Test Catalog

Test ID: HPFRP    
Helicobacter pylori with Clarithromycin Resistance Prediction, Molecular Detection, PCR, Feces

Useful For Suggests clinical disorders or settings where the test may be helpful

Aiding in the diagnosis of Helicobacter pylori infection and prediction of clarithromycin resistance or susceptibility directly from stool

Testing Algorithm Delineates situations when tests are added to the initial order. This includes reflex and additional tests.

See Helicobacter pylori Diagnostic Algorithm in Special Instructions.

Clinical Information Discusses physiology, pathophysiology, and general clinical aspects, as they relate to a laboratory test

Helicobacter pylori is the main cause of peptic ulcer disease and, when left untreated, a risk factor for gastric cancer. Traditionally, H pylori diagnosis has included non-invasive tests (eg, urea breath test, fecal antigen test) or invasive tests (eg, gastric biopsy). Antimicrobial resistance in H pylori is poorly studied but is rising, challenging it's treatment; in 2012, an international clinical consortium study group recommended monitoring of clarithromycin resistance rates and ceasing its use at a threshold range of 15% to 20%.(1) Local monitoring has been practically impossible as not all patients undergo invasive testing, which yields a culture isolate that can be subjected to susceptibility testing. Even if invasive testing is performed, the organism can be difficult to isolate in culture and is highly fastidious once isolated, oftentimes not being amenable to phenotypic susceptibility testing. Further, there are only a handful of specialized microbiology laboratories that perform H pylori susceptibility testing. In an internal study of local and referred isolates published in 2016, clarithromycin resistance was observed to be most commonly due to A2143G (70/88 isolates, 79.6%), followed by A2142G (12/88 isolates, 13.6%) and A2142C (3/88 isolates, 3.4%) alterations in the 23S ribosomal RNA gene.(2) Overall, one of these alterations was found in 97% of clarithromycin resistant H pylori isolates studied.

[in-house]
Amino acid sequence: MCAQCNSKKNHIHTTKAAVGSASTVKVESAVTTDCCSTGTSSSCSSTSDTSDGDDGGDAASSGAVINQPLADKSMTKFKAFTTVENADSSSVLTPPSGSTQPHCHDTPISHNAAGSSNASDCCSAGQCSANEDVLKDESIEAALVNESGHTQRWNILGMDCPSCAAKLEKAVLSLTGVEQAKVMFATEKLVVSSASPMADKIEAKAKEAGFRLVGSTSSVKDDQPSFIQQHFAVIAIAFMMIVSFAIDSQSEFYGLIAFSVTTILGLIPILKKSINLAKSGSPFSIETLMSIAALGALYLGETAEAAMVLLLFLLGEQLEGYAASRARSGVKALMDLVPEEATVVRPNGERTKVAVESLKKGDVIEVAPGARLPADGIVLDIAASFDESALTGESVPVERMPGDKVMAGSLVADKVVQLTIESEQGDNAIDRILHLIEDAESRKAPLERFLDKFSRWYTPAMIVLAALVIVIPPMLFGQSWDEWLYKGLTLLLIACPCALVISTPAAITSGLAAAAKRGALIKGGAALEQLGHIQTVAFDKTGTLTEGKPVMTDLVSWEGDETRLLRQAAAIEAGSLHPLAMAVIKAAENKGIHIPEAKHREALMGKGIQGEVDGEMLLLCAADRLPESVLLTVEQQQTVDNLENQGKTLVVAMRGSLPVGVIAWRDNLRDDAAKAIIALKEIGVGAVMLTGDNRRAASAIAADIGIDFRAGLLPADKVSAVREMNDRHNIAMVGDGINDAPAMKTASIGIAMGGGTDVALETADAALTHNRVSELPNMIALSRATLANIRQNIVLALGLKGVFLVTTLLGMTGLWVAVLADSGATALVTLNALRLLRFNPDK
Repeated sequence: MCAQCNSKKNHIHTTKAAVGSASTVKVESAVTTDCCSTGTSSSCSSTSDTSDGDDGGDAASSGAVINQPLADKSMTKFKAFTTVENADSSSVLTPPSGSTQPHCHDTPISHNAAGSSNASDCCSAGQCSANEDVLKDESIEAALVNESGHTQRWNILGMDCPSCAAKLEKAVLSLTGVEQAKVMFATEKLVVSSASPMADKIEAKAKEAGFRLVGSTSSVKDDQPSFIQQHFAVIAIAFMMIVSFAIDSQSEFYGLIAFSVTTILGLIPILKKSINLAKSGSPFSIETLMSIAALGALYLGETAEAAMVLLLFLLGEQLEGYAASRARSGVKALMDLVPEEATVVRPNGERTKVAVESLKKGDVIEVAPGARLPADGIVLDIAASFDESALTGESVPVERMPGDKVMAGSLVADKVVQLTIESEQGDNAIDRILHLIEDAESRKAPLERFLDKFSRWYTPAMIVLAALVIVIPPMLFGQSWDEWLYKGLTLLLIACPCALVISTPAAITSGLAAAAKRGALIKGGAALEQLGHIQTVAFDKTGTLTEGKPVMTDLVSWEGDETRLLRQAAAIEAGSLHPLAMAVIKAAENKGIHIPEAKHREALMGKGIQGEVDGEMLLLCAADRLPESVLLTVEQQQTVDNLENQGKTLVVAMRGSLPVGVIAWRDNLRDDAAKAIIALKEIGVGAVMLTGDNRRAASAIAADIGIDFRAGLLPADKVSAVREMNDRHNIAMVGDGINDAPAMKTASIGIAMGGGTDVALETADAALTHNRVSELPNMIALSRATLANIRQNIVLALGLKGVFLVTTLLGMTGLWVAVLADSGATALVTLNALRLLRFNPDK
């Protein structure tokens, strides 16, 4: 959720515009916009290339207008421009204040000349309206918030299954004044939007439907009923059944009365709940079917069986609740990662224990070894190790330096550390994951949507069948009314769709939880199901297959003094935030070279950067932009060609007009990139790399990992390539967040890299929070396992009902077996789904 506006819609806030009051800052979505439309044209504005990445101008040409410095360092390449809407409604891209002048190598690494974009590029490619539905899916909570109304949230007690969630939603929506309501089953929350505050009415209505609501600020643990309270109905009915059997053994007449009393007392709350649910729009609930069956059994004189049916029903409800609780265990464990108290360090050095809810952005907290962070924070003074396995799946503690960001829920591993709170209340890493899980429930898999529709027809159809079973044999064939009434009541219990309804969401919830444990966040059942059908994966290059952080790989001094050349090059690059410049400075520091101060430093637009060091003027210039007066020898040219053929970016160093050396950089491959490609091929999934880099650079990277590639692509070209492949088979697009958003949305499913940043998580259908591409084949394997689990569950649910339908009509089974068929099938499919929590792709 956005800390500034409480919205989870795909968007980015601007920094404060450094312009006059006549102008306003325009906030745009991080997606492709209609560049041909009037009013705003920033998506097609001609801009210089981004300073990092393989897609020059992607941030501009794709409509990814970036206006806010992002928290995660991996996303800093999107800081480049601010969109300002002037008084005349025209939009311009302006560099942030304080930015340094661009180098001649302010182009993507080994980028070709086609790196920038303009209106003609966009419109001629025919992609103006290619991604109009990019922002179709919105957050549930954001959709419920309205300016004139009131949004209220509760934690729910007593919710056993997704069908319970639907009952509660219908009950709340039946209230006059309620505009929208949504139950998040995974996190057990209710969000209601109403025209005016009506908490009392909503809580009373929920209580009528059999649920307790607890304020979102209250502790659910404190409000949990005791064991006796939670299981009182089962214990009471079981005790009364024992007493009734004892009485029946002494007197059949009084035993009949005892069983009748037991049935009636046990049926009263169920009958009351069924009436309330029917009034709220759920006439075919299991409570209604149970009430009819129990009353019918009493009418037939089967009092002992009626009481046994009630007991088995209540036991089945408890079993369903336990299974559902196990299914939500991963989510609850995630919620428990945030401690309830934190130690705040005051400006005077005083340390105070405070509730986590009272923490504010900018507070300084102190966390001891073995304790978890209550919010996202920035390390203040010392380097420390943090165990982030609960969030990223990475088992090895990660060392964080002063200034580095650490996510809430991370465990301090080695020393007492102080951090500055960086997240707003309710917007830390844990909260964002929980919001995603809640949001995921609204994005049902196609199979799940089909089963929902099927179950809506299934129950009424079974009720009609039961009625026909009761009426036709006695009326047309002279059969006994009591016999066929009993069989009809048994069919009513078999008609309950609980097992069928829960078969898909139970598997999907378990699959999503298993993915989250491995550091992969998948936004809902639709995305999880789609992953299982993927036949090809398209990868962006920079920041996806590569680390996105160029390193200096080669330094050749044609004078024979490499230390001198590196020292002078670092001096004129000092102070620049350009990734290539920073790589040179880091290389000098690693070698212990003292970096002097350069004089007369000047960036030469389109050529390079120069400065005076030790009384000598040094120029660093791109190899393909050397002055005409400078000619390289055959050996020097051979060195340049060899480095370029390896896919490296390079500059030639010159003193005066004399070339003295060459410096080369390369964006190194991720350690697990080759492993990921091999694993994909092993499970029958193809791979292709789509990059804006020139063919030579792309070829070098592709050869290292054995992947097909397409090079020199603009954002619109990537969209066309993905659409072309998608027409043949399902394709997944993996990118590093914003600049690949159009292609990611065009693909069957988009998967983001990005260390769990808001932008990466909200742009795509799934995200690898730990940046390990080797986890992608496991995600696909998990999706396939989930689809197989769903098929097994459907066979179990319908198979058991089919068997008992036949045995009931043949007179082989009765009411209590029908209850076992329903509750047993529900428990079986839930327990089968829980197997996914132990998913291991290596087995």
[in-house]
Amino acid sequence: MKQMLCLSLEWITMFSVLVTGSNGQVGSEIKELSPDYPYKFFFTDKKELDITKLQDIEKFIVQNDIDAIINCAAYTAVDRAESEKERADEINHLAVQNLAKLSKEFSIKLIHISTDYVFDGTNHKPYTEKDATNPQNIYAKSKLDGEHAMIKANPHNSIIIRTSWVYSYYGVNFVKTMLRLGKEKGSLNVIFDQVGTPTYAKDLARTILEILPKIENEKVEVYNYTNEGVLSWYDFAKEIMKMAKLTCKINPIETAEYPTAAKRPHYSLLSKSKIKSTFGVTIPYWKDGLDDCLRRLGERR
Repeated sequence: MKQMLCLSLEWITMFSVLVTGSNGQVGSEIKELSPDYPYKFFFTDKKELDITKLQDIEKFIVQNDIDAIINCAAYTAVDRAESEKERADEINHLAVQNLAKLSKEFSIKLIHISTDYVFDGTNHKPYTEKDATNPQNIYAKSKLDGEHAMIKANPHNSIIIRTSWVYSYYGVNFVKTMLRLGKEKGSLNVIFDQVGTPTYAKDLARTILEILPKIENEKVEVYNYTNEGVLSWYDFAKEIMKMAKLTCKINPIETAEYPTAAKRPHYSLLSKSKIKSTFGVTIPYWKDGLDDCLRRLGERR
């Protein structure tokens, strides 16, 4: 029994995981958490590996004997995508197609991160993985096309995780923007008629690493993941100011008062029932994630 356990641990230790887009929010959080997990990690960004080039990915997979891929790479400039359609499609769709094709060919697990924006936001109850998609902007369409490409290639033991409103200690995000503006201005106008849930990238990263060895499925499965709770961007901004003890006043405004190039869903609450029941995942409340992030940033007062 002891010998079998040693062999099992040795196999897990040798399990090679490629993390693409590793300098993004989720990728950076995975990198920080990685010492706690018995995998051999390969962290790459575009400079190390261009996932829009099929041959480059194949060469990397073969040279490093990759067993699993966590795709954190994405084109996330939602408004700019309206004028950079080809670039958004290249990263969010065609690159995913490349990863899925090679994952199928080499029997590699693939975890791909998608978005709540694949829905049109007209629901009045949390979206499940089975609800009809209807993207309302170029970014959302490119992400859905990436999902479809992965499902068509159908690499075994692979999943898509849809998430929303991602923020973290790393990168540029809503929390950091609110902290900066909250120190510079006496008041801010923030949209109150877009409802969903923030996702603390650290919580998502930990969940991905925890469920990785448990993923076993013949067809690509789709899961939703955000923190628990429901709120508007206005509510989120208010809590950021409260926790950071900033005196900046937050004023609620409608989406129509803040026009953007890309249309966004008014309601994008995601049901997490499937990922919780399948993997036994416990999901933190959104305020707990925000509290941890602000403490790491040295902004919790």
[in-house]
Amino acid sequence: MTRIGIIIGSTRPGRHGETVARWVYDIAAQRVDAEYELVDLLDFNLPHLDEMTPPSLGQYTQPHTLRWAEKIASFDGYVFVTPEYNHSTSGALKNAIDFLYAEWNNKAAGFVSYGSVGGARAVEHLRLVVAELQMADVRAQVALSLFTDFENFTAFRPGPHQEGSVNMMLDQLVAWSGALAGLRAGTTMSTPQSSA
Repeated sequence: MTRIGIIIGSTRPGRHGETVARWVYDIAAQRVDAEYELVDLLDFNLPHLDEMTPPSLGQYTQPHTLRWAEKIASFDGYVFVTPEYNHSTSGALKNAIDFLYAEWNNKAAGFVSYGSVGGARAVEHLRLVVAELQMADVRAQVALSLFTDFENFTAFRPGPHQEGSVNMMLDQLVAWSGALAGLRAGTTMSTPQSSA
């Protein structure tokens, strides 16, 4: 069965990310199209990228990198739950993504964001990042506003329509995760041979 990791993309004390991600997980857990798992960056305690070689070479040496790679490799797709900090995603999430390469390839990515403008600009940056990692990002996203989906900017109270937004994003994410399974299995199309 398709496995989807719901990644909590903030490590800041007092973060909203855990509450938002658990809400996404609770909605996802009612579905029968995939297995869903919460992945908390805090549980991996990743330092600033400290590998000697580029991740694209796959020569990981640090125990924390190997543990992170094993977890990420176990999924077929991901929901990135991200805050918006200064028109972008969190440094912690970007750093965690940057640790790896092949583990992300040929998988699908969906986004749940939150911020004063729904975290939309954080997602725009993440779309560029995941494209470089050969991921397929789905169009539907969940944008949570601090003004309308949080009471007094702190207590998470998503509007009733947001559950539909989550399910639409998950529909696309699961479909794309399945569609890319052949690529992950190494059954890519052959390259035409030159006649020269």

Reference Values Describes reference intervals and additional information for interpretation of test results. May include intervals based on age and sex when appropriate. Intervals are Mayo-derived, unless otherwise designated. If an interpretive report is provided, the reference value field will state this.

Not applicable

Interpretation Provides information to assist in interpretation of the test results

A detected result indicates the presence of Helicobacter pylori 23S ribosomal RNA gene; also indicated is whether or not one the 3 most common 23S ribosomal RNA gene single nucleotide variations (A2143G, A2142G, and A2142C) associated with clarithromycin resistance is detected.


A not detected result for H pylori indicates the absence of detectable H pylori DNA, but does not negate the presence of the organism and may occur due to inhibition of the polymerase chain reaction (PCR), sequence variability underlying primers or probes, or the presence of H pylori DNA in quantities less than the limit of detection of the assay.

Cautions Discusses conditions that may cause diagnostic confusion, including improper specimen collection and handling, inappropriate test selection, and interfering substances